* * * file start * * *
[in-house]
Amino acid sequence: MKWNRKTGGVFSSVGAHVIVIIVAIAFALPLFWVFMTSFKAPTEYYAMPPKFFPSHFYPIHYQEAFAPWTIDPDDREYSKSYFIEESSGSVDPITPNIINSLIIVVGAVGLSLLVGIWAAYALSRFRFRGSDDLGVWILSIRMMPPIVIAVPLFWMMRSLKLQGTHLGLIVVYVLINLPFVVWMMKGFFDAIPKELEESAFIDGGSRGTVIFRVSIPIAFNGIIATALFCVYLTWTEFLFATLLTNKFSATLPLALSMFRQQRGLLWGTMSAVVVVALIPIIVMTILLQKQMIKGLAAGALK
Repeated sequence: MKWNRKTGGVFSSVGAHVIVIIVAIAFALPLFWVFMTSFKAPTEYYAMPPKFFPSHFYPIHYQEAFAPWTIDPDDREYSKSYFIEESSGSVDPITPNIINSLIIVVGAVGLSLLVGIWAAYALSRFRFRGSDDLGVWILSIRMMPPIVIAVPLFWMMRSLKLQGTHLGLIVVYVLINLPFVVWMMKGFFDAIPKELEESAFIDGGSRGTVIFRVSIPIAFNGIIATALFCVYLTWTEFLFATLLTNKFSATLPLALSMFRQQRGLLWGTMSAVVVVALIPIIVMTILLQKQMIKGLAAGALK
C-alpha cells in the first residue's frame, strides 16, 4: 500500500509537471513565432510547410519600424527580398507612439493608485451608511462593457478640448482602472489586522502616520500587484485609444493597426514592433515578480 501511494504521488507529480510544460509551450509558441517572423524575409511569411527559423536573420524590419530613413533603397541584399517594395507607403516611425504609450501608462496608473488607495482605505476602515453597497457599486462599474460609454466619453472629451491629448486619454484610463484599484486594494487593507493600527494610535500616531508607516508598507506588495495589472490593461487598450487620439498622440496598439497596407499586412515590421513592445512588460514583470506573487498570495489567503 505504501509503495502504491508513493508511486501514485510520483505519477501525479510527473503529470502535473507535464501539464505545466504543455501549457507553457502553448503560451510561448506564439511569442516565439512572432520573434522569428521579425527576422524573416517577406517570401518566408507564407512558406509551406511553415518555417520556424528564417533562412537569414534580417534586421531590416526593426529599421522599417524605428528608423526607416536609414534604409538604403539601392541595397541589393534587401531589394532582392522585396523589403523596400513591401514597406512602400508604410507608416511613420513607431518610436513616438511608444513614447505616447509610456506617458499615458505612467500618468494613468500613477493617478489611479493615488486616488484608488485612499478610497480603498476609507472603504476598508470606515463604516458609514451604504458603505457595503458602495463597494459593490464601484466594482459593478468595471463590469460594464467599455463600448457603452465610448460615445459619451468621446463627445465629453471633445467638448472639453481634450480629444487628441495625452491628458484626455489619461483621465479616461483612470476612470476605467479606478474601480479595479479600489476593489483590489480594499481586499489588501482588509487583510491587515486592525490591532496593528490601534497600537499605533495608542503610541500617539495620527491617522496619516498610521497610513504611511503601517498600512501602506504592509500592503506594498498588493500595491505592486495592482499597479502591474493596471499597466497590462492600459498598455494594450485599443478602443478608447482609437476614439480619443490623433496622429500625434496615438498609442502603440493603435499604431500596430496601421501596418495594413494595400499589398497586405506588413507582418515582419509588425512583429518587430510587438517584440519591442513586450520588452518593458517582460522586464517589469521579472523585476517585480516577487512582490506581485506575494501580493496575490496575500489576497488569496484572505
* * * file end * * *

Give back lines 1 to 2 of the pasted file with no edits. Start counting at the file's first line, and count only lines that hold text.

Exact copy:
[in-house]
Amino acid sequence: MKWNRKTGGVFSSVGAHVIVIIVAIAFALPLFWVFMTSFKAPTEYYAMPPKFFPSHFYPIHYQEAFAPWTIDPDDREYSKSYFIEESSGSVDPITPNIINSLIIVVGAVGLSLLVGIWAAYALSRFRFRGSDDLGVWILSIRMMPPIVIAVPLFWMMRSLKLQGTHLGLIVVYVLINLPFVVWMMKGFFDAIPKELEESAFIDGGSRGTVIFRVSIPIAFNGIIATALFCVYLTWTEFLFATLLTNKFSATLPLALSMFRQQRGLLWGTMSAVVVVALIPIIVMTILLQKQMIKGLAAGALK